tiger lily healing properties | Terezia Farkas | depression help | Beliefnet

Did you know that Tiger Lilies healing properties can help depression? Maybe that’s why my garden is full of different types of Tiger Lilies. They are a bright, colourful flower that brings joy to the heart. But there’s more to a Tiger Lily than looking beautiful!

What Is A Tiger Lily?

Tiger Lily belongs to the family Liliaceae. It’s a specific type of lily that’s not as poisonous as its other family members. The Tiger Lily has large, fiery orange petals covered with spots. It reminds one of a fiery tiger in the green jungle. The flowers can grow up to three inches in width and are very easy to grow. In fact, Tiger Lilies are sometimes called the Ditch Lily because they are found in or near ditches of America.

Tiger Lilies can be eaten by people, but they are poisonous to cats and dogs. Other lilies are poisonous to humans. But a Tiger Lily, not harmful to humans, is used in Asian and Native American dishes.

Tiger Lilies have a strong, sweet lily smell. I love the smell of Tiger Lilies in my garden. It’s a soothing, calming aroma that helps relieve anxiety. And the Tiger Lily colours – ranging from deep heart-throb red to sunny yellow – bring an uplifting feeling to your heart and soul.

Spiritual Healing Properties of Tiger Lily

A Tiger Lily is used for setting protective boundaries. It helps you connect spiritually to yourself and find your inner strength. Once connected, you can set your protective boundaries and stand firmly within the protected sphere.

Tiger Lilies help with the acceptance of new ideas and concepts. It also helps with emotional release. You can break away from unhelpful or negative beliefs and patterns that you grew up with, or that have been passed down through generations. It allows you to think in broader terms and concepts and see the value of new ideas.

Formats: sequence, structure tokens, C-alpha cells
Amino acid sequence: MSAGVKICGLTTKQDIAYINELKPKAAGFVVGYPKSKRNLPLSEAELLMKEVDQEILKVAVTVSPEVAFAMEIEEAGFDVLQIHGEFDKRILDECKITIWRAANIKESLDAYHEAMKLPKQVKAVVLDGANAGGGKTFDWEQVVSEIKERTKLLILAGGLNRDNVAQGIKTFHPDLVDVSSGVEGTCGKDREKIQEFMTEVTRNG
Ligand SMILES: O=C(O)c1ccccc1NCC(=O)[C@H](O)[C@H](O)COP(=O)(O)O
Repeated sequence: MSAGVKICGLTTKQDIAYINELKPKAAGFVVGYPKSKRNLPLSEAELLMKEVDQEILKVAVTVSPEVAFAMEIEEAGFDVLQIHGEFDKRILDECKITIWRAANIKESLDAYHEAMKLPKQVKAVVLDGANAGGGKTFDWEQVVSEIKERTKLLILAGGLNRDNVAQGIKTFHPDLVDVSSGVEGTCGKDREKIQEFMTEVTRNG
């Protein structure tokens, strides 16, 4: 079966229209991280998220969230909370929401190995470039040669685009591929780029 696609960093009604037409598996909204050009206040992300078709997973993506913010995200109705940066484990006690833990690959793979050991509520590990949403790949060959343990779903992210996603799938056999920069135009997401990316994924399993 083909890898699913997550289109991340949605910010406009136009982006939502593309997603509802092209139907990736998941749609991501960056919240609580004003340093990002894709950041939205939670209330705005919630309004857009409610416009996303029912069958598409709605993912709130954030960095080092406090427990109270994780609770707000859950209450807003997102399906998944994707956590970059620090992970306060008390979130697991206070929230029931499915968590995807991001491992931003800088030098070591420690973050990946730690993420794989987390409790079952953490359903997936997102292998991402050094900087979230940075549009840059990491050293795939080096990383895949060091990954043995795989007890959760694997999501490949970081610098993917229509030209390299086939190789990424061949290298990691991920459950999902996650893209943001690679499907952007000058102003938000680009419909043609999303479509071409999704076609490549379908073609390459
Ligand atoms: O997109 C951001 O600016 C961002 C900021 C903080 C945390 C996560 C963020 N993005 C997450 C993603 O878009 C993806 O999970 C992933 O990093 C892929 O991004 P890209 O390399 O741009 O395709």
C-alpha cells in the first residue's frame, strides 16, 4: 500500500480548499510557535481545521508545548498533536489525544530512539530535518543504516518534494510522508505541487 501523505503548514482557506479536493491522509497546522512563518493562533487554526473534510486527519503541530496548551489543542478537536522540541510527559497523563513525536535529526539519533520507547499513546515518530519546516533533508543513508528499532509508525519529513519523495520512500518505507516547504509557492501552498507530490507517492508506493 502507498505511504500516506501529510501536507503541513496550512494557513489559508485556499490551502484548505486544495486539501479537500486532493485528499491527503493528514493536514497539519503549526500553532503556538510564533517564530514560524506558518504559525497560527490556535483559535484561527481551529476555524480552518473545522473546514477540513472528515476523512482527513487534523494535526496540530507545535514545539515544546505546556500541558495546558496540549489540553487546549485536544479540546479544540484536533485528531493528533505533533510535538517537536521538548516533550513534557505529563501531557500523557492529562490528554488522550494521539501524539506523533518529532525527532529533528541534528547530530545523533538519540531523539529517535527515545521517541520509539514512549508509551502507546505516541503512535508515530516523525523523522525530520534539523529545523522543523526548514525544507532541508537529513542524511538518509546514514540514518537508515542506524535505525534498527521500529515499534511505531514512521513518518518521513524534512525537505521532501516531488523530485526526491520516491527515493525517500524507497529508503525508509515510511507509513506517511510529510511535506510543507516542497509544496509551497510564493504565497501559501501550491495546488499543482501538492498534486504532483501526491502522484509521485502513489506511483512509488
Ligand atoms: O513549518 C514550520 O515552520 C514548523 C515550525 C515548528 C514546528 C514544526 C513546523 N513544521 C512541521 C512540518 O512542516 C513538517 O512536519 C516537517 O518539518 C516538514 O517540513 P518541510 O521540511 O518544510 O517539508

Eating Your Tiger Lily

I didn’t know this, but you can eat parts of a Tiger Lily. The flower buds, roots, and shoots taste bitter but are safe to eat. The buds have to be soaked in warm water for about 30 minutes before using them. That’s to soften up the fibres.

You can enjoy a Tiger Lily in salads, soups, and teas and more. Asian dishes use the Tiger Lily because it enhances the flavour of salads, rice, and dishes like hot and sour soup. When baked, Tiger Lily buds taste like potatoes. Tiger Lilies can be cooked with meat, and the dried parts go well in scrambled eggs and omelettes. In Kyoto, Japan the bulbs traditionally are boiled – they supposedly taste like parsnip – and combined with pickled plum puree to serve at New Year.

Tiger Lily Health Benefits

Tiger Lilies have anti-inflammatory properties that target women’s health. For example, Tiger Lily tinctures help with neuralgic pain and nausea from uterine-neuralgia during pregnancy. They also help reduce vaginal and pelvic inflammation, and relieve pain from menstrual, fibroids, or menopausal symptoms.

The mental health benefits of Tiger Lilies are relieving stress, anxiety, and depression. Most of the healing work is done with setting personal boundaries, connecting with one’s inner and higher self, and letting go of old belief systems.

Tiger Lilies also work on the physical symptoms caused by anxiety and depression, such as heart disorders and palpitations. Tiger Lilies are cleansing agents, meaning they have astringent properties that shrink tissue or blood vessels. This is good for relieving pain. Tiger Lily soup or tea work best, while perfumes or sachets can be used to calm or suppress anxiety.

So maybe you’ll want to plant a Tiger Lily in your garden and enjoy its many benefits! Tiger Lilies are easy to grow and self propagate, meaning you don’t have to worry about seeds. They are good in all types of soil and can tolerate dry conditions. Bright, sunny location is a Tiger Lily’s friend. So go ahead, enjoy a Tiger Lily!

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